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Robert James Lees was born in 1849 and in the small Leicestershire town of Hinckley. The locals are unpretentious, friendly, support the Leicester football team and voted in large numbers for Brexit. Not a lot happens in small town Hinckley. This may be why a blue plaque has been attached to the home where Robert James Lees was born. Historical plaques are normally restricted to eminent Victorians or dead rock stars from the sixties. In 1888, Lees was living in London. His diaries record that he contacted policemen in both the City Police and Scotland Yard and suggested that his skills as a clairvoyant might be useful in locating and identifying Jack the Ripper.   The offer did not attract interest from within the two police forces.   And that is the extent of the involvement of Robert James Lees into the investigation of Jack the Ripper.

 

The rest is made up nonsense. Again, like rock and roll and hamburgers, it was imported from the USA. A reporter for the Sunday Times Herald in Chicago claimed that Lees had seen a man board an omnibus in Notting Hill and disembark at Marble Arch. Lees had a vision that the man was Jack the Ripper. At some point Lees managed to convince the police that his vision had merit. Lees led the police to the fashionable home of the man from the omnibus. The police discovered Sir William Gull the physician to the Royal Family and, presumably after a confession, put him inside a lunatic asylum.  This invention has supported other conspiracy theories. It has provided added detail for allegations against the freemasons and allowed some to claim that Jack the Ripper was the Duke of Clarence. Even by Ripper standards the inventions are thin. Gull was infirm and too weak to kill anyone. The Duke of Clarence liked to spend his wealth abroad and is disappointingly absent around important events like murders and a marriage he was supposedly anxious to conceal. The report from American journalists that Lees left London because he was unable to endure terrible visions of the Ripper victims being slaughtered is also an invention.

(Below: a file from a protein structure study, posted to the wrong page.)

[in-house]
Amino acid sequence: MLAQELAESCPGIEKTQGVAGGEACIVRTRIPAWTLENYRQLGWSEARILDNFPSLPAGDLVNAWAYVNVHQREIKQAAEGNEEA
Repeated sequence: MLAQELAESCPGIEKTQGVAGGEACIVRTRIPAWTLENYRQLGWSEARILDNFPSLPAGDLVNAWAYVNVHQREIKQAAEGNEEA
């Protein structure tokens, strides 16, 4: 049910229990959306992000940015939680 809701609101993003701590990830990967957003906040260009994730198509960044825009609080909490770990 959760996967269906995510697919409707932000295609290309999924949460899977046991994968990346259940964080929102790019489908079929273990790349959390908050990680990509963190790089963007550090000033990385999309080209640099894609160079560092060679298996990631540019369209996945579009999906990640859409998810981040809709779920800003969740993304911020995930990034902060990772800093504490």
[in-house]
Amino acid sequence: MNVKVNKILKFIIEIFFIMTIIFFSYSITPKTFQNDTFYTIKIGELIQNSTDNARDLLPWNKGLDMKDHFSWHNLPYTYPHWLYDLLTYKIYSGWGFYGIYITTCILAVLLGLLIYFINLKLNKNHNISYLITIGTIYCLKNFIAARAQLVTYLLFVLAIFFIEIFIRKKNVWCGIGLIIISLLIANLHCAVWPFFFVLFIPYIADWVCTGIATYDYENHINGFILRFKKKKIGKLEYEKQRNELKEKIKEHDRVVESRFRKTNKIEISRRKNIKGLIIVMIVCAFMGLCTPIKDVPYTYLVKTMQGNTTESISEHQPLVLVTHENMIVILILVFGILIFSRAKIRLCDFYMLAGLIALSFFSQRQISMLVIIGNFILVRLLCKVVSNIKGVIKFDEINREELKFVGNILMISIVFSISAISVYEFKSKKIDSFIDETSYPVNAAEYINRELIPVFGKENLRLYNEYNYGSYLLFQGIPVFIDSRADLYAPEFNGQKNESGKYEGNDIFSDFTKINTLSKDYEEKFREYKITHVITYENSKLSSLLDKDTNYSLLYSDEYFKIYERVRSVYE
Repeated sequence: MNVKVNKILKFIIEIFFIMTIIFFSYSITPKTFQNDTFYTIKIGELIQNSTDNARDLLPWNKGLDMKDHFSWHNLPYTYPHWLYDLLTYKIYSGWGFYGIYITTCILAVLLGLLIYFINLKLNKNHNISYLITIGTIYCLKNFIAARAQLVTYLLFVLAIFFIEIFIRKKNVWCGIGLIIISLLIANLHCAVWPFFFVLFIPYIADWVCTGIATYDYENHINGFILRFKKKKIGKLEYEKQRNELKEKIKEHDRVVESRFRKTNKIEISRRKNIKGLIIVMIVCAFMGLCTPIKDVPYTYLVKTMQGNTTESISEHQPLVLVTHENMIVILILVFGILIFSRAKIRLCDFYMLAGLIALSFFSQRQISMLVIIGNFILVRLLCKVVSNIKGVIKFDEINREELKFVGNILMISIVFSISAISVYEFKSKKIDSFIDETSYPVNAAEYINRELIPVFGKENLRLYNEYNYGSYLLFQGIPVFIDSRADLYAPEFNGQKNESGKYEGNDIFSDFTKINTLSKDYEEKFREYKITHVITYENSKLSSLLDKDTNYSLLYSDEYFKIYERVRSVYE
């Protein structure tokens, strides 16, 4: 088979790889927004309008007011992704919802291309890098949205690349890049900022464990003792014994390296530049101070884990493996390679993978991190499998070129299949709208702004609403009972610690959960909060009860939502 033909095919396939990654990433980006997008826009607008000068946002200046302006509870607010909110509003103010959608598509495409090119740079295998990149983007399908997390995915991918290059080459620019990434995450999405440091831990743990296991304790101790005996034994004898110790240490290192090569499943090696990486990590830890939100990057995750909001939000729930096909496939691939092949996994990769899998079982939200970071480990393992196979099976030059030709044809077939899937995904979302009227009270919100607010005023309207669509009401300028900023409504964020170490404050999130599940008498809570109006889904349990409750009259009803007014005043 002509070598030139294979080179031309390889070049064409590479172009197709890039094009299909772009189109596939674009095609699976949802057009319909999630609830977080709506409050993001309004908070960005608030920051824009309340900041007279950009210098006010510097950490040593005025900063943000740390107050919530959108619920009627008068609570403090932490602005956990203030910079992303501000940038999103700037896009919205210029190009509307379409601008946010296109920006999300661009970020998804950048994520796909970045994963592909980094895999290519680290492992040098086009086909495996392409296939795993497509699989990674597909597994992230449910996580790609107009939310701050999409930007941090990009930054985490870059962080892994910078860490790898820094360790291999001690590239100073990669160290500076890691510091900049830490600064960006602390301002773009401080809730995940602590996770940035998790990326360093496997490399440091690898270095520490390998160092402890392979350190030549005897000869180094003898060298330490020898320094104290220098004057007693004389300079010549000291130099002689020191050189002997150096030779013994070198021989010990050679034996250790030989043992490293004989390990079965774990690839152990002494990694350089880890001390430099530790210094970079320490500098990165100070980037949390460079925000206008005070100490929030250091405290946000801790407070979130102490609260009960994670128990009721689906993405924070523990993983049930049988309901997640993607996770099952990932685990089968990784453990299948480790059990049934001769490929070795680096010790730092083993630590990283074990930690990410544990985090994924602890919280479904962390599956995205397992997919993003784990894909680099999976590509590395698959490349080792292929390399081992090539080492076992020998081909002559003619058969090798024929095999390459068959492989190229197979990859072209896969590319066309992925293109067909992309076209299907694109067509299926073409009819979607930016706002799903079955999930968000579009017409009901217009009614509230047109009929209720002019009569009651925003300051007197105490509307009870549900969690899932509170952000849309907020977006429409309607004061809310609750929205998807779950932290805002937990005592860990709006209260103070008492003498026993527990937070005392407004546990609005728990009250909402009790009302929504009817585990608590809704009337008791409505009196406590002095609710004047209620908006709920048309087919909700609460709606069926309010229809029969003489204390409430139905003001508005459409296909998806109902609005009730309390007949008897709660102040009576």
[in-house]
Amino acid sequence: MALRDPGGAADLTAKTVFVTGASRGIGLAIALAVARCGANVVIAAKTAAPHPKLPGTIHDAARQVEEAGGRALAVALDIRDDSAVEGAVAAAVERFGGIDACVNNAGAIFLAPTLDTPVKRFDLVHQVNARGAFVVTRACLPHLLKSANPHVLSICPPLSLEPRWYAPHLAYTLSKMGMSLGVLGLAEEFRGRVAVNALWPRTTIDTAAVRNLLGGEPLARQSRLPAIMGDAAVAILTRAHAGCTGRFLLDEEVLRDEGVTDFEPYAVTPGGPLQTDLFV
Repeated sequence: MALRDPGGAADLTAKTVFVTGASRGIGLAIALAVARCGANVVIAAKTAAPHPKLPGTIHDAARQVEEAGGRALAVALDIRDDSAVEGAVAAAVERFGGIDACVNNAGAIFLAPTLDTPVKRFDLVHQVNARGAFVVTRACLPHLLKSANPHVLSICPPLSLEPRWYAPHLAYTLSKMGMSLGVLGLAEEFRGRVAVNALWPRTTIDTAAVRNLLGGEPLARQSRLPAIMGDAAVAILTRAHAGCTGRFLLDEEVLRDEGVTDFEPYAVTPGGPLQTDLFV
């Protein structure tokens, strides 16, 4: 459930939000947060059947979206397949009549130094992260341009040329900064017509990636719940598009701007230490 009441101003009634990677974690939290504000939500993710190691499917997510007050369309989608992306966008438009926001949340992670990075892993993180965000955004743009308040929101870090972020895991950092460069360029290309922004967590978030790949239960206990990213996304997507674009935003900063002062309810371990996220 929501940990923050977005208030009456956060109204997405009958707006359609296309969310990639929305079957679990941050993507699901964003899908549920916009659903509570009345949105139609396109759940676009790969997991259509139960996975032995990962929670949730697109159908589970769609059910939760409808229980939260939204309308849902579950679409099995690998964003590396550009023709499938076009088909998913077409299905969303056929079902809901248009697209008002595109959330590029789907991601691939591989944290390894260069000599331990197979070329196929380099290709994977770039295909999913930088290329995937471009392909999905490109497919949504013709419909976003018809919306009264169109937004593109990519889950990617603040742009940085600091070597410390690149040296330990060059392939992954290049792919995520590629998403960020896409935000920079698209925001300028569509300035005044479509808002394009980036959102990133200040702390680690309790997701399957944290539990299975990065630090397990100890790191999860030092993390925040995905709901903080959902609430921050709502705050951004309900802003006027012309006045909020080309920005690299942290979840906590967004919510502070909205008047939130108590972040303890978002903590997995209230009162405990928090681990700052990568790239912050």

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Robert James Lees died in Leicester. He was 81 years old. It is tempting to imagine an old radical with clairvoyant gifts dying peacefully in his sleep.   His name rather than his spirit lives on in Ripper novels and movies. This may be fitting for a man who was able to see into the future or, because his character was reinvented, nothing more than an irony.

Howard Jackson has had seven books published by Red Rattle Books including novels, short stories and collections of film criticism.   If you are interested in original horror and crime fiction and want information about the books of Howard Jackson and the other great titles at Red Rattle Books, click here.

 

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JACK THE RIPPER ‘THE DEMENTED GENIUS’ HIS DEEDS AND TIMES

22 – SIR CHARLES WARREN